Picking the Right Sports Bras for Cycling

Depending on the type of riding you do, cycling is considered to be a relatively low-impact sport. This is likely to be true for road riding but if you’re off-roading, then it may be a little bumpier. Nonetheless, it can be nice to have some support, and getting it right can be the difference between forgetting about your anatomy or having it hinder your ride. The variety of sports bras on the market can seem a little overwhelming so we’ve put together a list of things to consider for your next purchase.

Why are sports bras important?

If you’ve ever tried to run, even just for the bus, without a bra on, you’ll probably know that on a basic level, it can be at least a little uncomfortable. But, just like a good pair of shoes, a good quality bra will provide an important level of support to the soft tissue and ligaments, which make up the breasts.

Unlike muscles, this soft tissue doesn’t bounce back quite as well from continuous stretching. So over time, the coil-like structures eventually succumb to gravity and cause drooping in the chest. Sports bras work to counter this, cutting movement of the breasts by around half. This ensures they maintain their integrity for years to come.

The variety of sports bras on the market can seem a little overwhelming so we’ve put together a list of things to consider for your next purchase. © Profimedia

Impact explained

When selecting a sports bra, you will have to determine the level of impact of the sport you’ll be using it for as this is how they are generally described. Below is a brief explanation of the levels of impact and the types of sports causing said impact.

Low impact: Low-impact sport is determined by activities that use minimal physical movement by the whole body (or at least slower movement) and in turn create less bounce. This might look like yoga, swimming, tai chi, walking, rock climbing and rowing.

Medium impact: Moderately physical activities may include hiking, road cycling and horseback riding. These involve slightly more or quicker movement than low-impact sports.

High impact: High-impact activities are those that are much more rigorous with lots of fast movement such as running, dancing, tennis or gymnastics.

How much support do you need?

Generally, riding will generate less movement in the chest than traditionally high-impact sports. For road cycling, which will likely be smooth and (hopefully) not involve any bouncing around, a low- or medium-impact or even a compression bra will be more comfortable than a restrictive high-impact bra. For mountain biking, however, the added support of a high-impact or running-type sports bra may be welcome. Personal choice will prevail, of course, depending on the level of support you tend to opt for.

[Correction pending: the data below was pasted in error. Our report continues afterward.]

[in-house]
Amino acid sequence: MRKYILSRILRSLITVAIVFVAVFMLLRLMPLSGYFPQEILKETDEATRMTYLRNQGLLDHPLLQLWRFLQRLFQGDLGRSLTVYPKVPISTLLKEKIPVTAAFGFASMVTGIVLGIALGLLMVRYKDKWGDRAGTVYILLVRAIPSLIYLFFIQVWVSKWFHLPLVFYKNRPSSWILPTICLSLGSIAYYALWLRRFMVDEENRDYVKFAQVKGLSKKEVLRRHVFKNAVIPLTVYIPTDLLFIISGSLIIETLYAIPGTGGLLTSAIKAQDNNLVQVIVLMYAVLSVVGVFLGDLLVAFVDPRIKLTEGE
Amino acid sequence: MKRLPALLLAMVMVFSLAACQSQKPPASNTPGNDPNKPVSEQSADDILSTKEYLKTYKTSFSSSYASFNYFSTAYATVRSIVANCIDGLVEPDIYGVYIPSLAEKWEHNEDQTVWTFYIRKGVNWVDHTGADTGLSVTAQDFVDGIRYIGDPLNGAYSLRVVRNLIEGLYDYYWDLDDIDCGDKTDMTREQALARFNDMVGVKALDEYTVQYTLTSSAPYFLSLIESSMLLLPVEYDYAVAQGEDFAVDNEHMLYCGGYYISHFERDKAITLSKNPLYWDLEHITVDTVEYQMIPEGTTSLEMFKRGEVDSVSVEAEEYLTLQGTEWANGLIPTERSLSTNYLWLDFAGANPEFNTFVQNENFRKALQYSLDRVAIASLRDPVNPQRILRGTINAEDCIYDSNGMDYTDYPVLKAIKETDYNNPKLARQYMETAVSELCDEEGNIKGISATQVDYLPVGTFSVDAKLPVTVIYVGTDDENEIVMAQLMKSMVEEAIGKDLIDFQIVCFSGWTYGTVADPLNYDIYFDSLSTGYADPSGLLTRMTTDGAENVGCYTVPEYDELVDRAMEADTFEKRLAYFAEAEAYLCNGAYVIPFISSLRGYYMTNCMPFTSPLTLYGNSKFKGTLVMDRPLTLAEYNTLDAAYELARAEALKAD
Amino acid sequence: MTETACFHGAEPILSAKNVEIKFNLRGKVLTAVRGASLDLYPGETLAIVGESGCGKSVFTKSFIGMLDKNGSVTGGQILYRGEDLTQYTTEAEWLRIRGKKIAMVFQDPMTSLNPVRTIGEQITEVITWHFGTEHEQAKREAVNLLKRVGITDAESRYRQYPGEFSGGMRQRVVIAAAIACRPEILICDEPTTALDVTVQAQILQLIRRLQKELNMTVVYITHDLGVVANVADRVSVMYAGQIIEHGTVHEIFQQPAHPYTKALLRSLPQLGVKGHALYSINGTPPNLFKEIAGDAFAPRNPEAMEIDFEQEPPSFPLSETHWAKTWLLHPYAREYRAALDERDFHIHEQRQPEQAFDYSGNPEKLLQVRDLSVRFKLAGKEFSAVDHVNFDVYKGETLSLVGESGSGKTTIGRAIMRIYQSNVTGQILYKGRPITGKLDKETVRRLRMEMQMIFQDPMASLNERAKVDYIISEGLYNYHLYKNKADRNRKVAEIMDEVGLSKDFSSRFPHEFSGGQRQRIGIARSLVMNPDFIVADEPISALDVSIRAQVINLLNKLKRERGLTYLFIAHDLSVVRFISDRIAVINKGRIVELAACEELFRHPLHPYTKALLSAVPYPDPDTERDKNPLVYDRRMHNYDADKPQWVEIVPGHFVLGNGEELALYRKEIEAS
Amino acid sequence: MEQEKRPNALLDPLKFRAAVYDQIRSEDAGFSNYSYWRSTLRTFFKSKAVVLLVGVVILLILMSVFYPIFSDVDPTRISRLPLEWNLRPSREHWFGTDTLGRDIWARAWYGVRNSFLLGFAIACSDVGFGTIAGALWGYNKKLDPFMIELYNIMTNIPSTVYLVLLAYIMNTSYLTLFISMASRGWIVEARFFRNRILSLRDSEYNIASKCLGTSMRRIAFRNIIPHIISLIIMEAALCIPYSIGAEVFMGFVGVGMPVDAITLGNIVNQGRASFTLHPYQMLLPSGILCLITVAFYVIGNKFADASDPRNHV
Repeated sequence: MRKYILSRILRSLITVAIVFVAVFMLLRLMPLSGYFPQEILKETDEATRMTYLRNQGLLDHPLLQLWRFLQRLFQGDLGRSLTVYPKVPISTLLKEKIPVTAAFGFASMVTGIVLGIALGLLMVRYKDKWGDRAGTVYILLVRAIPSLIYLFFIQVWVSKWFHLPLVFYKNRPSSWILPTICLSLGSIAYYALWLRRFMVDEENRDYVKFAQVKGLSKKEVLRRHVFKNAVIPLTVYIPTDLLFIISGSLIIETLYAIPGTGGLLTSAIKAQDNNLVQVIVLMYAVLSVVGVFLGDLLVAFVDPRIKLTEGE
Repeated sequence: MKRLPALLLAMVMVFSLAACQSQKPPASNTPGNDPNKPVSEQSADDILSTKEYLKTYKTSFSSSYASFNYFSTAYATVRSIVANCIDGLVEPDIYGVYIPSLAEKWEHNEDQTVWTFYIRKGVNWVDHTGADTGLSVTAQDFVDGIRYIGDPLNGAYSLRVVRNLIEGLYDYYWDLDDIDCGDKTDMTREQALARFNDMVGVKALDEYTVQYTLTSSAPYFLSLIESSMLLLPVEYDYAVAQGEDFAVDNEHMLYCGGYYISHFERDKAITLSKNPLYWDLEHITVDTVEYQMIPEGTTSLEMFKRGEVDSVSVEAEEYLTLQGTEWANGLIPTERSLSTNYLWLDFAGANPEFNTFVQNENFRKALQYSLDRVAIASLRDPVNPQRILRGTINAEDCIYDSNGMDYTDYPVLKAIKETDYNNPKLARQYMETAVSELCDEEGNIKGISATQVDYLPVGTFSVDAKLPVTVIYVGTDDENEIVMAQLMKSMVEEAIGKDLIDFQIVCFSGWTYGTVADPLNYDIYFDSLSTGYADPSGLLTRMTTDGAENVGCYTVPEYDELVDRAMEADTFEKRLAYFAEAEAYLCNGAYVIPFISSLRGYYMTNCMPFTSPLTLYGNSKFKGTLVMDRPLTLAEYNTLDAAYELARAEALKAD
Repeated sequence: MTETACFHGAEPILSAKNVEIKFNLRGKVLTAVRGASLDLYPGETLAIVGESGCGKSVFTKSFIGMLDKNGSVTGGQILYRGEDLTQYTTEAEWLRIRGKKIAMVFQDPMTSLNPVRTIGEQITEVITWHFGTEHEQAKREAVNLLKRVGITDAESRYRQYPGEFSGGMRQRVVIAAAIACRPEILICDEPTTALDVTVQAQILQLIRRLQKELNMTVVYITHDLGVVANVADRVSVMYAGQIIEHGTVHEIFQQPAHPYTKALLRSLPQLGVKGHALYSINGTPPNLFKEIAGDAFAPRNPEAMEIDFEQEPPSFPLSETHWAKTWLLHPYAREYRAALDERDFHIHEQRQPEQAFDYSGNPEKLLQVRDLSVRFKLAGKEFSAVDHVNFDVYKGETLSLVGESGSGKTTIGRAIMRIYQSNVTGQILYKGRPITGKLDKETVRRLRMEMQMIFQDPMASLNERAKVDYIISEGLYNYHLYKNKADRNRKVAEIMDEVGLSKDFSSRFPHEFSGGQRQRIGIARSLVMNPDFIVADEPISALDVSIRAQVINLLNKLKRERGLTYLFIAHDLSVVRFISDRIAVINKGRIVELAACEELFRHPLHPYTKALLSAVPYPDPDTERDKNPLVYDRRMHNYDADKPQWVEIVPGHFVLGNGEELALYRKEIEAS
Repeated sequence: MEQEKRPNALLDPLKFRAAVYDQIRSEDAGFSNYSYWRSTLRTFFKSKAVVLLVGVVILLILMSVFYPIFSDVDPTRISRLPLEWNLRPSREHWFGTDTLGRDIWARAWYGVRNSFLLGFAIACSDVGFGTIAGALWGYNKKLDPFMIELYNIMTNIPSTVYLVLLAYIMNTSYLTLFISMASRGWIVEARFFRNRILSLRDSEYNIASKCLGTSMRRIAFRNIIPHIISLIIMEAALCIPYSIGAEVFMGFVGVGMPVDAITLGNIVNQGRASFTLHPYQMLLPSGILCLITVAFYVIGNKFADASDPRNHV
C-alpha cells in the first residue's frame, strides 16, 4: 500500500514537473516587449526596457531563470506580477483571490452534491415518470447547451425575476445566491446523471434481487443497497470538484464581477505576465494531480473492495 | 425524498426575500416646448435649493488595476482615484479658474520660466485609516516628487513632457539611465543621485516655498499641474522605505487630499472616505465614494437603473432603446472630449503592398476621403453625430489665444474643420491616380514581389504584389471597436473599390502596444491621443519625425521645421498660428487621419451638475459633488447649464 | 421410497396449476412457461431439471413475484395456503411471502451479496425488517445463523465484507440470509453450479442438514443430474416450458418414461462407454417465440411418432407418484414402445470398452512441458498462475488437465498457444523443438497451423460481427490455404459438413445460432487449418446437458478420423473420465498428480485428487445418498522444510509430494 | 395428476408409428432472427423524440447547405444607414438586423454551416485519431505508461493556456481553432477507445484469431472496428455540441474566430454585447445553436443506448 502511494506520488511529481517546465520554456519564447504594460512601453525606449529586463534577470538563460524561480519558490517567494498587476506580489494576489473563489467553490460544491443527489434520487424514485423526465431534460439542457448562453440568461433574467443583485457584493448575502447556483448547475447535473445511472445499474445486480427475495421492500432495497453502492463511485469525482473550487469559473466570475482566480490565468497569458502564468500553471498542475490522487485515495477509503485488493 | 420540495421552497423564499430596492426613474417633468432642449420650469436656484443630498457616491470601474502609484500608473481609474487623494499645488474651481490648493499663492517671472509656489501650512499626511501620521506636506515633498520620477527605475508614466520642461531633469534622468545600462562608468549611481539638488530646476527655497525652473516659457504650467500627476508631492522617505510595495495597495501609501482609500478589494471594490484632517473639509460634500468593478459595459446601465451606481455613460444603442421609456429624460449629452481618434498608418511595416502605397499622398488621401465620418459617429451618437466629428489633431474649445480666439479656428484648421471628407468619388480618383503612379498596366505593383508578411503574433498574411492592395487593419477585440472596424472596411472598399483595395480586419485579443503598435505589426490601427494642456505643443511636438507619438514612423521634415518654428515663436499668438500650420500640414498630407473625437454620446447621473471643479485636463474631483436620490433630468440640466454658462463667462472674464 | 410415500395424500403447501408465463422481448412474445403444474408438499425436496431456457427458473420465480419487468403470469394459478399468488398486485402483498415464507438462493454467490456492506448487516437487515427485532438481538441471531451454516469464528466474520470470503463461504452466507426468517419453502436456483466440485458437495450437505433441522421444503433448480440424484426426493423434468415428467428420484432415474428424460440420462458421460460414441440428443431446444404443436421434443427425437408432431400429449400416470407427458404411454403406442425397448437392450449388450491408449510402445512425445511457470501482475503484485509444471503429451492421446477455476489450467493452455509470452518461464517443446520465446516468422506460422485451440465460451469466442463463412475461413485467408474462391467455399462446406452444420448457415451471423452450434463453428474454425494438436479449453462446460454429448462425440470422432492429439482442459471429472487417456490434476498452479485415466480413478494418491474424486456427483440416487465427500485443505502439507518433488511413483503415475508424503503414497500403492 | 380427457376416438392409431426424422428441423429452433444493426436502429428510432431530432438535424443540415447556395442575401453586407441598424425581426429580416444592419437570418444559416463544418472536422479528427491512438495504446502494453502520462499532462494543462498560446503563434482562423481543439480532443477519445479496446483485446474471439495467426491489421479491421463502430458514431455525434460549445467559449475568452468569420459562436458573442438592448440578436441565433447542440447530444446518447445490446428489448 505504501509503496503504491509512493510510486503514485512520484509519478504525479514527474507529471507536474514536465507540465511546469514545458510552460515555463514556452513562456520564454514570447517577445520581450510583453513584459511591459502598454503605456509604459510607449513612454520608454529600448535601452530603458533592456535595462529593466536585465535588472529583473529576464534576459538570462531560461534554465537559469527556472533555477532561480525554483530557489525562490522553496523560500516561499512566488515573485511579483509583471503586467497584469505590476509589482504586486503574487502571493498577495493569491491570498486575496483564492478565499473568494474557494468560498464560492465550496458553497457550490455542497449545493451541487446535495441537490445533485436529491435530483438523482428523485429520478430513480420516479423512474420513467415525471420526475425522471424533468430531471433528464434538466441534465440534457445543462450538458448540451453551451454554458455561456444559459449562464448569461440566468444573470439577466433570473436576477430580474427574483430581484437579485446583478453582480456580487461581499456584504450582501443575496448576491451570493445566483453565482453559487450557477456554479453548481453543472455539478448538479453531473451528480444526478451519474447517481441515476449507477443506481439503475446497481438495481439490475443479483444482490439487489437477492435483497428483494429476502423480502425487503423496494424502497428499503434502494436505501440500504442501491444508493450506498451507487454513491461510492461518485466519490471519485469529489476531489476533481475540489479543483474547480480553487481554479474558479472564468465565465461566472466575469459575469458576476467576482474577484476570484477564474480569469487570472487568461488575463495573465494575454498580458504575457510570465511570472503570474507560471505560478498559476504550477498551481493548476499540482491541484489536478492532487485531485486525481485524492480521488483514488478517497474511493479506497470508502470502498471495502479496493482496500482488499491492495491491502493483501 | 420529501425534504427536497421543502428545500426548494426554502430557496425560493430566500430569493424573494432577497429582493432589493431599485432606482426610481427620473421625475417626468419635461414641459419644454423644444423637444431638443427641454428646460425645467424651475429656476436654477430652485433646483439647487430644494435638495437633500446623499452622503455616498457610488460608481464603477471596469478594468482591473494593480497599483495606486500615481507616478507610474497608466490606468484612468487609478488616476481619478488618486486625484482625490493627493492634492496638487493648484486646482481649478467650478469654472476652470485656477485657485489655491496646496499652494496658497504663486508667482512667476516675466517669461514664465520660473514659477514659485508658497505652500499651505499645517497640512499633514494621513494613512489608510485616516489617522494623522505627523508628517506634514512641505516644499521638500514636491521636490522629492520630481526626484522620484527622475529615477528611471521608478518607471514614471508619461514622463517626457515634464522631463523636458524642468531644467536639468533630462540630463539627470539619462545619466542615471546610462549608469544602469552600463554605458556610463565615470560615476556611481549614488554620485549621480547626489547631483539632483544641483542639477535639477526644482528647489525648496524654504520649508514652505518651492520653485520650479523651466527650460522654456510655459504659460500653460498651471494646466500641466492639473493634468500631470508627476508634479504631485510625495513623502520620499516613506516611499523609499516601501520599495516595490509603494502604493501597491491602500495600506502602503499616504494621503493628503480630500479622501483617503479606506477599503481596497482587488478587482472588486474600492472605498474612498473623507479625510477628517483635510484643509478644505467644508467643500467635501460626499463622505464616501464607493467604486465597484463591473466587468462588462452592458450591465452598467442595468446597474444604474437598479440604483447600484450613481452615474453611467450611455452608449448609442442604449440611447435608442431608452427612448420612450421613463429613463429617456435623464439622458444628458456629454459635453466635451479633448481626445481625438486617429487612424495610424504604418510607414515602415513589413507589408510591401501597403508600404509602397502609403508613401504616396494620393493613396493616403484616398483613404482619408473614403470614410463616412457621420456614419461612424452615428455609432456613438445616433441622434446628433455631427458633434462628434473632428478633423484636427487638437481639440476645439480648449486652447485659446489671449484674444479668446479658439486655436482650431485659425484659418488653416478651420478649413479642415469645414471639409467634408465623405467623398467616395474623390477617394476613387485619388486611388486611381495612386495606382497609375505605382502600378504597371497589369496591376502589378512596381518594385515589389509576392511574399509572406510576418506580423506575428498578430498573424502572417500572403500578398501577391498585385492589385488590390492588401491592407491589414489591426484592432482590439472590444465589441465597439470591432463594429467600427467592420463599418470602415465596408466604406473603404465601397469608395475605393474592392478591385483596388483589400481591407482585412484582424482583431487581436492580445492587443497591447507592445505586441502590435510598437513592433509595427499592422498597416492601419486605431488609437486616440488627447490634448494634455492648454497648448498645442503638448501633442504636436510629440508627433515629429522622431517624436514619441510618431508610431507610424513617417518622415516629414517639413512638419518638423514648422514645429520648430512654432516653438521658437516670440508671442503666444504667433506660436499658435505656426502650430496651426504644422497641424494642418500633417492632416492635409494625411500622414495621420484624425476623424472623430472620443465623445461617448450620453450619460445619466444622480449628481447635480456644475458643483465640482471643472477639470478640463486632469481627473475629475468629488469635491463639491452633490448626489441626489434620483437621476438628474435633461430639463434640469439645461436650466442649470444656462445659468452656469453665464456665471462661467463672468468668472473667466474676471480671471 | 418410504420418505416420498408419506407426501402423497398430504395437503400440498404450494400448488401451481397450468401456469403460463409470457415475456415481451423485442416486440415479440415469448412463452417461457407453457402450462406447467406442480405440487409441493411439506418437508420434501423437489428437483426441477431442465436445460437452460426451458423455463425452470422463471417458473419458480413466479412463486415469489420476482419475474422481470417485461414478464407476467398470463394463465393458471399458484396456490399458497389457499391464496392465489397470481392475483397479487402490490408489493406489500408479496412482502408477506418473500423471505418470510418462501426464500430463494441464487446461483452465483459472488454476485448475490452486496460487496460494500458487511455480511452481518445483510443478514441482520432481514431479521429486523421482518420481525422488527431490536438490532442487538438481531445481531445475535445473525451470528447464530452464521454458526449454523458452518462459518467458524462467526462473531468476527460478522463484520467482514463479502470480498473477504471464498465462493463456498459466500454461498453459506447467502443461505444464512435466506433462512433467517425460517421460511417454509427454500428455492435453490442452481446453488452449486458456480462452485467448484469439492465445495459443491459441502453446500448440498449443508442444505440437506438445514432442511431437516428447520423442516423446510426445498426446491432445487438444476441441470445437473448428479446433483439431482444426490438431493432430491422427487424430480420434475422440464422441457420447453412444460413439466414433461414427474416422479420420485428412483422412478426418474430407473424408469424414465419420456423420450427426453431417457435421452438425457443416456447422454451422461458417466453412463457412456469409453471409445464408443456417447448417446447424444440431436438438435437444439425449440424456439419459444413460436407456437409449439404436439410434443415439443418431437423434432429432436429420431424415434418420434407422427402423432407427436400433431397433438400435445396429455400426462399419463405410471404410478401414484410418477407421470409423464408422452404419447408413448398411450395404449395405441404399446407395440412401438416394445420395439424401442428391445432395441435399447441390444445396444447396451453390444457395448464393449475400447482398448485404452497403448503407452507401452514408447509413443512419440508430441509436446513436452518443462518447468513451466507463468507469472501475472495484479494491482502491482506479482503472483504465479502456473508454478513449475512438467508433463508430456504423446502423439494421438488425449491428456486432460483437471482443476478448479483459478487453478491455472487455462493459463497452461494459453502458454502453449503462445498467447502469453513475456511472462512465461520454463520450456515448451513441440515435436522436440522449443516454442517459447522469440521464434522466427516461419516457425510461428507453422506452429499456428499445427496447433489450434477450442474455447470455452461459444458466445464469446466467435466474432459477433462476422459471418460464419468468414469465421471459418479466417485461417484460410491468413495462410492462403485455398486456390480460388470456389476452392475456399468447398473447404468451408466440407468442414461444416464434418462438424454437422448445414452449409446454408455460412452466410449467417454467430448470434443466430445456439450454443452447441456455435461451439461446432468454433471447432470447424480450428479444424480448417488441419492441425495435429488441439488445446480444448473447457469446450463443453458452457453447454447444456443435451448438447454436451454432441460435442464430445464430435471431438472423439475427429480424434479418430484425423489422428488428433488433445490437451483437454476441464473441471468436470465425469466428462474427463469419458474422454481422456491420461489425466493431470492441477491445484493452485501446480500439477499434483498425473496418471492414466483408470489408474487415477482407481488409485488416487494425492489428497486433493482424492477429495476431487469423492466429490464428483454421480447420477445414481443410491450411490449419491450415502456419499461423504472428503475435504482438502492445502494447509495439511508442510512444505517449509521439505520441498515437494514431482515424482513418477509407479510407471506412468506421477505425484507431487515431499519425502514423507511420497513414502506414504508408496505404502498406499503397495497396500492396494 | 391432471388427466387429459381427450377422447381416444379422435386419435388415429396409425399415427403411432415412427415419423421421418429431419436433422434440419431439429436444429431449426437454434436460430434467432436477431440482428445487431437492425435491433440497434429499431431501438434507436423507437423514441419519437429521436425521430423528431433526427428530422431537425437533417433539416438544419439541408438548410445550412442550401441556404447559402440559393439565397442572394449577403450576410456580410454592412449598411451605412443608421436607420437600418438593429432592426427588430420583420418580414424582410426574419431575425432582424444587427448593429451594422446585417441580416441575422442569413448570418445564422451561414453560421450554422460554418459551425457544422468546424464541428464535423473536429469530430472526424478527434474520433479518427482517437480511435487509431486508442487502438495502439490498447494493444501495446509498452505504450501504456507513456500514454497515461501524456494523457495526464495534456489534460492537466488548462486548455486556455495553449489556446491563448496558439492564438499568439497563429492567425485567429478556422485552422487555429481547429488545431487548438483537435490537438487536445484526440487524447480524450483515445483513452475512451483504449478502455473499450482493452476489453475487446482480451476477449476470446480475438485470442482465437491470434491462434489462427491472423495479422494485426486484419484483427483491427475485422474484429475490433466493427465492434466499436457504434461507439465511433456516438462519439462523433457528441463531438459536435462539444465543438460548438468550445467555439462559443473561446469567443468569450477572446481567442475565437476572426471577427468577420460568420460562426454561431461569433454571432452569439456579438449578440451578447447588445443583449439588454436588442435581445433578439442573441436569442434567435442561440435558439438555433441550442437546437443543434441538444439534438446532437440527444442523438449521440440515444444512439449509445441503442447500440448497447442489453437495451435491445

Types of bras

Compression: This type of sports bra won’t have separate cups and is usually pulled over the head. They can come with or without a clasp at the back but are often used for lower to medium-impact sports or for those with a smaller bust, though they can be designed for high-impact sports. These may look somewhat like a crop top and come with a variety of strap types.

Encapsulation: Often used for high-impact activities as they offer a good level of support due to their built-in cups. They will usually have a clasp at the back to ensure a good fit and can even come with an underwire. For those with a smaller bust, they may come with removable pads to aid in compression.

Wired: Wires may be used in bras that offer a higher level of support as these can create cups, separating and defining the bust, enabling the bra to hold them in place.

Non-wired: Non-wired, also known as ‘mono’ bras as they don’t separate the bust. These sports bras may be made with thicker and less stretchy fabric to make up for the lack of structure in the shape of the bra. They instead offer support through compression by keeping the chest still during movement.

Materials

As well as supporting the bust, a sports bra should effectively wick sweat away from the body to prevent chafing and chilling caused by excess moisture. They are worn next to the skin and often from materials such as polyester, nylon, spandex and merino. Cotton is best avoided as this retains moisture, contributing to chafing and feeling cold and without the level of stretch and compression needed to effectively support the bust.

Measurement

Sports bras will come in measurements similar to bra sizes or use small, medium, large, etc. With lower-impact sports, the measurement may not be quite so critical but for high-impact sports, you may want to have an accurate measurement and buy a bra according to that. This will ensure your sports bra does its job. These may also have a clasp, so you would start on the loosest clasp and as the fabric stretches over time, increase by a clasp to maintain the life of your sports bra.

Conclusion

Due to the great variety of sports bras on the market, it might be useful to try different styles once you’ve decided on the level of support you’ll need. Invest in a bra that fits well and can do its job, and you’ll forget you’re even wearing one on your bumpy descents or long days in the saddle.

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